The Budget Working Group which consists of Cabinet, three back benchers and Corporate Management Team will work on formulating the next budget efficiency plan during 2021. These plans will take into consideration the £600k savings requirement in 2022/23 and will also consider the updated position for Covid-19 and future Government funding.

Reserves and Provisions

The Council holds a General Fund Reserve and a number of Earmarked Reserves and Provisions.

These are held for various purposes:

General Fund Reserve

  • A working balance to help cushion the impact of uneven cash flows and avoid unnecessary temporary borrowing.

  • As a contingency to cushion the impact of unexpected events or emergencies

Earmarked Reserves and Provisions

  • Monies set aside for future events or liabilities


  • General Fund Reserve balance 31 March 2020 - £8.822 million
  • Earmarked Reserves and Provisions balance 31 March 2020 - £23.5 million

Appendix E contains the latest forecast for General Fund reserves.

An updated Reserves and Balances Policy is presented to the Cabinet Member (Resources and Performance). In line with the policy the current level of Balance Sheet provisions and earmarked reserves will be reviewed to take into consideration any
proposed call on the reserves during this financial year.

Reserves may be needed to be called upon to assist with the financial impact from Covid-19.

The updated policy will include details of those approved for release or if there will be an additional call on the reserves.

In line with previous agreed forecasts the Council is using available reserves to fund the shortfall between the income receivable against revenue expenditure incurred in the day to day running of the Council's services. This is in order to achieve a balanced forecast position over the medium term.

Other earmarked reserves may be used to:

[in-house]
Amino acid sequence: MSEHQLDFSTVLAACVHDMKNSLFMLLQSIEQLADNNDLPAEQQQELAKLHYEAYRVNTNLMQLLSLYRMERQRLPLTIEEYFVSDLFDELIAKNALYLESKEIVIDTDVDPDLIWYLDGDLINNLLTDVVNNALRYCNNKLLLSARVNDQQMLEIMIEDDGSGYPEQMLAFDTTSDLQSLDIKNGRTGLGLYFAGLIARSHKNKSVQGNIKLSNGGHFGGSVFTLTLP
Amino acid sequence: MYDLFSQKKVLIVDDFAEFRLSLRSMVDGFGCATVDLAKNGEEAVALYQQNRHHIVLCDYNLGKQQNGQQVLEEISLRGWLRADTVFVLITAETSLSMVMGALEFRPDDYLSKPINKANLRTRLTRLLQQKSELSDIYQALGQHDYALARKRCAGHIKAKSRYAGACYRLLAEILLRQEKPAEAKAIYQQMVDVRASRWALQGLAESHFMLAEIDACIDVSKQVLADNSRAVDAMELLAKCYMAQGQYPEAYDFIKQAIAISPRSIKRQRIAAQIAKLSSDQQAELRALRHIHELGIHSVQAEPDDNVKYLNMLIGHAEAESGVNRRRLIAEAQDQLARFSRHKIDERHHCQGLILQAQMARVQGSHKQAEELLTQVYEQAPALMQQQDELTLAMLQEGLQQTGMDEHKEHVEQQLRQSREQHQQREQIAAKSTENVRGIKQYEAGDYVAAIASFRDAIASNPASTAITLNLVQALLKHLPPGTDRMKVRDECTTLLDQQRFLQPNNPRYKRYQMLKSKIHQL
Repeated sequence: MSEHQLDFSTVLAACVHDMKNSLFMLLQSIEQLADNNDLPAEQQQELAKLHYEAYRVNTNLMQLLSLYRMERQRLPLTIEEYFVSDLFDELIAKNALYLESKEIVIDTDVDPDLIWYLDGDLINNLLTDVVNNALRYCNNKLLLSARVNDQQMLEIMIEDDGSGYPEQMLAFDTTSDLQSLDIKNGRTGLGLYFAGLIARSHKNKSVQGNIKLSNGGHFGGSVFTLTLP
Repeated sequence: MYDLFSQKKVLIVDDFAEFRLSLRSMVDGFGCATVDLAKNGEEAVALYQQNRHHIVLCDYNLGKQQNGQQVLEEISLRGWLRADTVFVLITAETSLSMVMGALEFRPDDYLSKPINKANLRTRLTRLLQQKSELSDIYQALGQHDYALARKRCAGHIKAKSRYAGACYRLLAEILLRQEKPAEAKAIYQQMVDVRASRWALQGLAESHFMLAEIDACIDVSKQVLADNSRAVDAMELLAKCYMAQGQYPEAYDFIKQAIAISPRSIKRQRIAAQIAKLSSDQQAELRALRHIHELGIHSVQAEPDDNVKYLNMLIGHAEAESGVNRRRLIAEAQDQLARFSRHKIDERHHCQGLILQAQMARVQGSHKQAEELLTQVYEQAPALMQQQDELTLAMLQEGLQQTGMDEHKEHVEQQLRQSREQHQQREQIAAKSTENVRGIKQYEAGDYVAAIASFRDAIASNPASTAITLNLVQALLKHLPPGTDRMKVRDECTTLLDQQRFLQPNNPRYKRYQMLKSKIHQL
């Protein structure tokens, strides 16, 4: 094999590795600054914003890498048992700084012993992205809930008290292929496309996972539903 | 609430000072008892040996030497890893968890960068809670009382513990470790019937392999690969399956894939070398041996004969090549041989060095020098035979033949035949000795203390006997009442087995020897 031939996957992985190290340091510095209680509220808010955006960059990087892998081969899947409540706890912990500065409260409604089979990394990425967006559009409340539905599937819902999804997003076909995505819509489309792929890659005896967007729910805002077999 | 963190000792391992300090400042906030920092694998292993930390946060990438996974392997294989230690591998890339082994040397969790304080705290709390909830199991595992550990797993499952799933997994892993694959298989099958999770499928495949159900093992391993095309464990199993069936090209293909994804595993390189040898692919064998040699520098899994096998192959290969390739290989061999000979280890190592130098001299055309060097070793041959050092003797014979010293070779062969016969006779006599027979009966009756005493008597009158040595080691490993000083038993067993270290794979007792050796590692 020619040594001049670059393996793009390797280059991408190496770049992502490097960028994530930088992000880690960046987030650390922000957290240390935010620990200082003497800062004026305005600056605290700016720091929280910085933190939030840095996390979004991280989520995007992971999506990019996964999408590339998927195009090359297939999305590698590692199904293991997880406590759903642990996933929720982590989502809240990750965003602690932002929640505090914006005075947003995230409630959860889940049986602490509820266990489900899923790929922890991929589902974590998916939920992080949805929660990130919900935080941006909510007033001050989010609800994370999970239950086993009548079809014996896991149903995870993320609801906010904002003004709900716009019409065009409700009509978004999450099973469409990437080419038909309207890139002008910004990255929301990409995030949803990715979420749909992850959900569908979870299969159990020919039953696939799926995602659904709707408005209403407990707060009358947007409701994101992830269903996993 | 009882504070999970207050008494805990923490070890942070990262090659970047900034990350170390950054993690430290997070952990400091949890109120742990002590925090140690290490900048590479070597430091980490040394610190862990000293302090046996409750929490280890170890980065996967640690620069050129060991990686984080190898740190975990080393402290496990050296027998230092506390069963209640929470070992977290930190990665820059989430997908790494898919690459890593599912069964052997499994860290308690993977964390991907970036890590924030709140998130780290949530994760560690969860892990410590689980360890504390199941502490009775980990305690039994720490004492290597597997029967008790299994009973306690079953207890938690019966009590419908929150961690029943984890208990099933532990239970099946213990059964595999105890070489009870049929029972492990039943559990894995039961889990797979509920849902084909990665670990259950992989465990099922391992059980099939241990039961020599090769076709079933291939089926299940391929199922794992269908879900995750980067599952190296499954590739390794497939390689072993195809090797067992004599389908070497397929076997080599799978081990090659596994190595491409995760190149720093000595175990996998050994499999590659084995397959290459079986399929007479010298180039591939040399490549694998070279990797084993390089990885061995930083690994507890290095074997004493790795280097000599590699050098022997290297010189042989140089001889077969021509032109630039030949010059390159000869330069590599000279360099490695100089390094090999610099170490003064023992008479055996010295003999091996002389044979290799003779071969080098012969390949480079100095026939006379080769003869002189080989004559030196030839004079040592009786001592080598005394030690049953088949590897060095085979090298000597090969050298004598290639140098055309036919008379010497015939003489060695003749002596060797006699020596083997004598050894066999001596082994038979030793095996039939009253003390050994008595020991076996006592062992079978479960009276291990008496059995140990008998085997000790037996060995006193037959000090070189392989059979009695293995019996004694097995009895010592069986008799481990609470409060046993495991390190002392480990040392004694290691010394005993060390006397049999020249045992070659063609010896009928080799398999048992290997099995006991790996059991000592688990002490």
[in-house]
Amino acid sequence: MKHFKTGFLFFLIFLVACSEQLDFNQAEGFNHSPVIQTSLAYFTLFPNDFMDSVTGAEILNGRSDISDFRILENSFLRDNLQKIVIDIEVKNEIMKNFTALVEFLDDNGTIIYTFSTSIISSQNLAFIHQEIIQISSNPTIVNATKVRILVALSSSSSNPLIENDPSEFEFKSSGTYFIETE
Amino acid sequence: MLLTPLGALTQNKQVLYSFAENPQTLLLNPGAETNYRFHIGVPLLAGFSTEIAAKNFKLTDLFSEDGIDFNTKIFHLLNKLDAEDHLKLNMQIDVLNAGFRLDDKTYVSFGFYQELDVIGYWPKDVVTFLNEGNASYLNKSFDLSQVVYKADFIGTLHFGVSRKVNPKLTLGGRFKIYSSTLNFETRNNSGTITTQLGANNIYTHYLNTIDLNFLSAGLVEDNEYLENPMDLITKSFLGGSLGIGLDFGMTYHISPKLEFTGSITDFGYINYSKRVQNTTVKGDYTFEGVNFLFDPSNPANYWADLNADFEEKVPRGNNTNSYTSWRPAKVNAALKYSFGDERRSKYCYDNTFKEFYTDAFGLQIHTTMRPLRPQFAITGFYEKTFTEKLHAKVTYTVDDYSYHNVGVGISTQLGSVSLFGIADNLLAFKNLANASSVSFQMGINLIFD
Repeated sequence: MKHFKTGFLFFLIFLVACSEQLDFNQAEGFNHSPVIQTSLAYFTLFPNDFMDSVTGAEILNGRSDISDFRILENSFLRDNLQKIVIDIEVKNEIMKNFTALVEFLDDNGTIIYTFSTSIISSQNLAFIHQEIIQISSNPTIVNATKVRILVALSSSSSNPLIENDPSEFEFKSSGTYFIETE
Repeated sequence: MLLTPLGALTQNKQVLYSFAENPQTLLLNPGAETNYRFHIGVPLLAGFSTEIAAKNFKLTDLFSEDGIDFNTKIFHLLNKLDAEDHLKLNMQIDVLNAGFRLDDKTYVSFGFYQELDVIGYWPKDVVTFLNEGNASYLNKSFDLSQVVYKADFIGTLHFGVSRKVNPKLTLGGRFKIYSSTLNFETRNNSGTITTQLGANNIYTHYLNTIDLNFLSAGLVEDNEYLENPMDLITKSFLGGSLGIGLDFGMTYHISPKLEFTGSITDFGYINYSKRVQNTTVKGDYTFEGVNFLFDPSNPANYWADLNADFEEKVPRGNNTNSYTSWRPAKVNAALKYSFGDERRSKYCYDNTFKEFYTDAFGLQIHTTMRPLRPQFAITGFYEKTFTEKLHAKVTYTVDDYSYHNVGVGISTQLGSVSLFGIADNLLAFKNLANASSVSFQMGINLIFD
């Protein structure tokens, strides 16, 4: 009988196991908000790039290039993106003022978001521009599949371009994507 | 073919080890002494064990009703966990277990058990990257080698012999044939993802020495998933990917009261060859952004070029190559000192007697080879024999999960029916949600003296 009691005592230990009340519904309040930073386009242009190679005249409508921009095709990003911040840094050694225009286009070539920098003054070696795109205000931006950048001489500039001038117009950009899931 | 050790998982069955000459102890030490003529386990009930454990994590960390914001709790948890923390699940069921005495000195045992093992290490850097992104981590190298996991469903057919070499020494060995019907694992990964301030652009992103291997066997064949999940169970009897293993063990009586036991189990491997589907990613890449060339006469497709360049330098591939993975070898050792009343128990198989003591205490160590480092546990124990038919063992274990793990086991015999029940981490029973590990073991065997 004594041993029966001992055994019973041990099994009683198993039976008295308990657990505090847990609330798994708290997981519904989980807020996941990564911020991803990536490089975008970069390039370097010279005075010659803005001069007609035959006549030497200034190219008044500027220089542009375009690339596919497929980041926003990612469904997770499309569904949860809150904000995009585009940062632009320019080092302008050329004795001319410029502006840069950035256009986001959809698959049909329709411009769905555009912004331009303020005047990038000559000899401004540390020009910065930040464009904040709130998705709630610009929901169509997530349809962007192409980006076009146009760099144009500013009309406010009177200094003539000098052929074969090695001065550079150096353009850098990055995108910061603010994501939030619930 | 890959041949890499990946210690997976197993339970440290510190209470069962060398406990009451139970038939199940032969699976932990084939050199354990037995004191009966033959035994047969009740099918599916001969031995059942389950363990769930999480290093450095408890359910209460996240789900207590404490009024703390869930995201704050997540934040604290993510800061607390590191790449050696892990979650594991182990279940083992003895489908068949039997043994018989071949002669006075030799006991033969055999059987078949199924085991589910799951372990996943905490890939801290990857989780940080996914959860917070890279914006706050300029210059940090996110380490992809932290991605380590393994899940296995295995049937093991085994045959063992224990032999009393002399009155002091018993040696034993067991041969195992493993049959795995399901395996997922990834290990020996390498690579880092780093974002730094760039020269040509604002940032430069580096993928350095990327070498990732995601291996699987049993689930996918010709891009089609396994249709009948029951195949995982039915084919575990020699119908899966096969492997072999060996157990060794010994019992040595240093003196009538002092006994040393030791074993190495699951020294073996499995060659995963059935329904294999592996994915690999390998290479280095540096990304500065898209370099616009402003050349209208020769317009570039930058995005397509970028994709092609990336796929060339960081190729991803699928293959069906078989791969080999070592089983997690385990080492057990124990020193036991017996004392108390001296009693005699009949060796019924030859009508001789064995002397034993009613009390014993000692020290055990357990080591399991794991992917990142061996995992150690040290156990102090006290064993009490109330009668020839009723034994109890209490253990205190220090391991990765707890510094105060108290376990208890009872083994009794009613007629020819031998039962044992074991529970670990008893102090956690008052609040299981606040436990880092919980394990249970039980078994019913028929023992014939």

(i) act as a contingency if the savings targets are not achieved; and

(ii) be used for any significant one-off costs arising from the budget plan.

External Audit

The Council has an embedded planned approach to financial management and corporate governance, safeguarding public monies and ensuring accountability.

The Council's External Auditors, Grant Thornton have recently completed the annual external audit of the 2019/20 accounts. They gave an "unqualified opinion". The signing of the accounts and the audit had been delayed due to the global pandemic.

As part of the Audit Grant Thornton are required to give a Value for Money and financial resilience conclusion.

The conclusion on the 2019/20 accounts was Grant Thornton were satisfied that in all significant respects the Council had put in place proper arrangements to secure economy, efficiency and effectiveness in its use of resources.

Grant Thornton give an unqualified opinion on the Value for Money and financial resilience conclusion for the 2019/20 audit.

The Preston, South Ribble and Lancashire City Deal

The Preston, South Ribble and Lancashire City Deal was signed in September 2013 and is an ambitious programme of work that aims to ensure that the City Deal area continues to grow by addressing strategic transport infrastructure challenges to deliver new jobs and housing.